Microsoft provides detailed explanations of their machine learning algorithms and provide information with regards to:
- The accuracy of the algorithm
- How long it takes to train the algorithm with data
- Parameters it accepts
You can read more about machine learning algorithms that Microsoft offers via their Azure platform here.
Real World Applications
Machine learning can be applied to many use cases in the real world. These include, but are not limited to the following:
- Email spam filtering
- Text-based sentiment analysis
- Real-time ads on web pages and mobile devices
- Pattern and image recognition
- Self-driving cars – Google, Uber
- Finance and fraud detection
- Dynamic pricing models
- Speech recognition
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Ever wondered how your email spam filter mechanism works in Outlook or one of the free online email providers?
As often is the case, there are multiple solutions to any given problem. One solution to help tackle email spam is to implement a Bayesian Classifier. The Bayes rule is a statistical theorem that gives you the probability of an event considering prior evidence. Within the context of email spam, the classifier would be trained to identify spam messages by using samples of spam messages.
Skype Translator sounds like something out of sci-fi movie or Star Trek. Skype now has voice technology that helps to breaks down language barriers during a video call. It translates the real-time conversation between two people in two different languages, to their native language. It uses machine learning to achieve this, meaning the more you use it, the better it gets at understanding your language.
Marketing and advertising
This is probably one of the more mature forms of machine learning in operation online. Have you ever looked at products in Amazon then moments later noticed similar products being displayed in your Facebook or Twitter feed? Machine learning and big data are behind this too! By tracking what you “Like” and what you’ve viewed and the comments you post and share, machine learning can, with relative accuracy, place marketing creatives in your news feed on social channels thereby improving conversion rates for business.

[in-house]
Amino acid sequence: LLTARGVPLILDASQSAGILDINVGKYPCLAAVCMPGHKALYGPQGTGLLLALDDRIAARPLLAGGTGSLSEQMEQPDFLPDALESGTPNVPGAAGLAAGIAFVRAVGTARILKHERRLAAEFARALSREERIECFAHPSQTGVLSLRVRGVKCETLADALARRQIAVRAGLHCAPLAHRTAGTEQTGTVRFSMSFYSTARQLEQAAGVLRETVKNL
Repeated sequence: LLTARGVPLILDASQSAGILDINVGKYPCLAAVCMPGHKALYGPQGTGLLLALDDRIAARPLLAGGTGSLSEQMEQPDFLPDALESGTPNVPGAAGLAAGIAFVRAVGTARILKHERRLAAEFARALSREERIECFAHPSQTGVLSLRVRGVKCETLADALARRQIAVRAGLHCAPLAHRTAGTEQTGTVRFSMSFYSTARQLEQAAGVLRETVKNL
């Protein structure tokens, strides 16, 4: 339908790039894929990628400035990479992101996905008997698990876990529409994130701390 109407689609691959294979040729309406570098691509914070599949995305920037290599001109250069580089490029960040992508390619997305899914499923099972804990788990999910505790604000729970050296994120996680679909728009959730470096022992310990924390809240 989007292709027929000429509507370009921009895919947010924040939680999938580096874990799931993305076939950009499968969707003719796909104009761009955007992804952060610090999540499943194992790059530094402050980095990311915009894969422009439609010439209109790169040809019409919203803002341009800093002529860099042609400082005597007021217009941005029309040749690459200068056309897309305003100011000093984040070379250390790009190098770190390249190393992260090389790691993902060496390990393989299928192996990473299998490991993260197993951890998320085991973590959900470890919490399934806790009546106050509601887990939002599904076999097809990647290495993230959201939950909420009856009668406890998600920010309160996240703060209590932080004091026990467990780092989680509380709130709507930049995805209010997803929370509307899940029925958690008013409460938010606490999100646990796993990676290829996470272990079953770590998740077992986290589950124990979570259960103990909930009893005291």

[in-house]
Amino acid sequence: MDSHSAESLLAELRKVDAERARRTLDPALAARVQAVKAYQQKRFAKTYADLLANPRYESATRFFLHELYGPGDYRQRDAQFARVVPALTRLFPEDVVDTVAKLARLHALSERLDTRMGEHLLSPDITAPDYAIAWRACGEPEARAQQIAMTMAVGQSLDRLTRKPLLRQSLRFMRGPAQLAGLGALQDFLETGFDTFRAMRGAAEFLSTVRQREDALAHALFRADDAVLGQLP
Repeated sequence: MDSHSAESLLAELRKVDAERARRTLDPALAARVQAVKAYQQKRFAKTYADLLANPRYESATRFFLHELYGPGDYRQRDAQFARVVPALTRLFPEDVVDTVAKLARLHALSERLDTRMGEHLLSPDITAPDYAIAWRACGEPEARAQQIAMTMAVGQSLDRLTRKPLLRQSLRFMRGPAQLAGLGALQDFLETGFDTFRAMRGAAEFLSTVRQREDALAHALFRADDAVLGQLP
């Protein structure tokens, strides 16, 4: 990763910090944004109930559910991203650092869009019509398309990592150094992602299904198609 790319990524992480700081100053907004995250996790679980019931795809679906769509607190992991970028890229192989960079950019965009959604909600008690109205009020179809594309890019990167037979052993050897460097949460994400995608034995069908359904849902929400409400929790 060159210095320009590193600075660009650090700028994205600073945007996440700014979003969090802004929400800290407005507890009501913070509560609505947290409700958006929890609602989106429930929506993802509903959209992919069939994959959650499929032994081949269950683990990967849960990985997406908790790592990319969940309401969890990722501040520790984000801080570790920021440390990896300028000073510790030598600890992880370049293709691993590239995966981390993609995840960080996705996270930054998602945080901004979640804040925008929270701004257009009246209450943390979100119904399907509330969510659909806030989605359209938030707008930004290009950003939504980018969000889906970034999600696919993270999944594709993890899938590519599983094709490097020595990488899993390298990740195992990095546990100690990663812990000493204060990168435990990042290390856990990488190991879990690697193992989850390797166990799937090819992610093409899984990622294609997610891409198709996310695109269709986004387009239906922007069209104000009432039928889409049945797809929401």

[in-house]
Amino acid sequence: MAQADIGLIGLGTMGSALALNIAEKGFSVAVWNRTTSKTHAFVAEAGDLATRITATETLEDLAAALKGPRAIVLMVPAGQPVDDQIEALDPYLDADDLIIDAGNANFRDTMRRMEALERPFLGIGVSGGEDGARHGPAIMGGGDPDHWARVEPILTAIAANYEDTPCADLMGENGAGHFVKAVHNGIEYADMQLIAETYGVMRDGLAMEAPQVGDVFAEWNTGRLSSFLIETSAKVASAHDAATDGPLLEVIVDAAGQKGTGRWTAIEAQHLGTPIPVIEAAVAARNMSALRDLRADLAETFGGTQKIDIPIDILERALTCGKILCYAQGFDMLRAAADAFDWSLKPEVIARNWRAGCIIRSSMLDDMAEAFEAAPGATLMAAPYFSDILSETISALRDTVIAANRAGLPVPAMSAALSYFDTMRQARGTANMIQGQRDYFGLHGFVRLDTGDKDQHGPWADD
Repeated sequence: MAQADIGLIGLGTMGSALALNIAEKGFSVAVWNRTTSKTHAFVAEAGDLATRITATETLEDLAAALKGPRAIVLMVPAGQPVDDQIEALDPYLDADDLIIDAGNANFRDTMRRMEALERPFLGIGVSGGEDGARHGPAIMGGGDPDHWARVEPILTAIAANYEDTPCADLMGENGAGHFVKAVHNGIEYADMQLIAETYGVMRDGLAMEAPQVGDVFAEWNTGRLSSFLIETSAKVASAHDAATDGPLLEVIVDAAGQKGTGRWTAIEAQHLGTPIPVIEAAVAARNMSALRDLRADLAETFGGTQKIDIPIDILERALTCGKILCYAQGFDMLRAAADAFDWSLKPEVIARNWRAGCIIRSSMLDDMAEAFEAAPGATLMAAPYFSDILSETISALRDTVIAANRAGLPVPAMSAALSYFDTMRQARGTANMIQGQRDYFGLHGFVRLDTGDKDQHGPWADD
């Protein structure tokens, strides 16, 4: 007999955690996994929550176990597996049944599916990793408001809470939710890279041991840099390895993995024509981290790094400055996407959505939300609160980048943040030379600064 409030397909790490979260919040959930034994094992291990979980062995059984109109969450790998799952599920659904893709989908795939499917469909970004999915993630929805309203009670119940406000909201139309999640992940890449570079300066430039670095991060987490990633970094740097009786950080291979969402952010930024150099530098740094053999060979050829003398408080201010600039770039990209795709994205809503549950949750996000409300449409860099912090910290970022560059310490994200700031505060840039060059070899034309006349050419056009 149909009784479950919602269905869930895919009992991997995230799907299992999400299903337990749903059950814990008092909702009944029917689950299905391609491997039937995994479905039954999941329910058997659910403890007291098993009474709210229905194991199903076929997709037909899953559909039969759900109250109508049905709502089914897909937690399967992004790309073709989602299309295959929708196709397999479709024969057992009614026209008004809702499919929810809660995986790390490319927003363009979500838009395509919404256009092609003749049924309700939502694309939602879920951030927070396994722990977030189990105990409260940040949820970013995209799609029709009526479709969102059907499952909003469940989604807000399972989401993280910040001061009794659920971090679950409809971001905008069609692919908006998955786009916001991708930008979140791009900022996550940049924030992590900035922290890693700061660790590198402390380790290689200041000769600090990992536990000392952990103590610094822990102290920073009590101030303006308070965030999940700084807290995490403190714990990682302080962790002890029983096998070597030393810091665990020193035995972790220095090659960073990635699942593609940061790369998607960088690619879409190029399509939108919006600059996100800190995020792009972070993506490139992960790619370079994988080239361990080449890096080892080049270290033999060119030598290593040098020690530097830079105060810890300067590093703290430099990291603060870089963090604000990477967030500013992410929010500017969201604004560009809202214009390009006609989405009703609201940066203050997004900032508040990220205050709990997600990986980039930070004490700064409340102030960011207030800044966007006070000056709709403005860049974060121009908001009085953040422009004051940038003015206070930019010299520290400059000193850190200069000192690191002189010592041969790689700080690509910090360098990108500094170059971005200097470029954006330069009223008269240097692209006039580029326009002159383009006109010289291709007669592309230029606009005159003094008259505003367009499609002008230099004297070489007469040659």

Do you have a Netflix account? Machine learning is behind the recommendation engines that suggest movies you might be interested in. Or what about online e-commerce stores? Have you arrived at the virtual checkout and then been presented with the option of purchasing “other products you might be interested in”? Machine learning is behind all of this, it uses YOUR historical big data and other data sets such as similar consumers’ past behavior to drive consumer recommendations.
In this article, we’ve discussed Machine Learning at a high level, the types of machine learning that are available, and how it can be applied in the real world.
Reading this article may have given you some ideas as to how you can introduce machine learning into your existing software solutions or system to drive business efficiencies.
At Growth Acceleration Partners (GAP), we can help you integrate machine learning components into your existing software applications.
Our software development teams have been writing web applications in C# and ASP.NET for years. Based in Austin, TX, our .NET developers are located nearby in Latin America with primary development centers in Costa Rica and Colombia.
With this proximity, GAP has become the go-to outsource partner for .NET development. With similar time zones, and a culture that shares common values, GAP has satisfied hundreds of US-based companies.GAP’s .NET developers deliver on time in a cost-effective manner, solving complex business problems for our partners. We can provide your organization with a team of highly qualified data scientists and engineers who have expertise in areas such as machine learning and big data analytics, to name a few.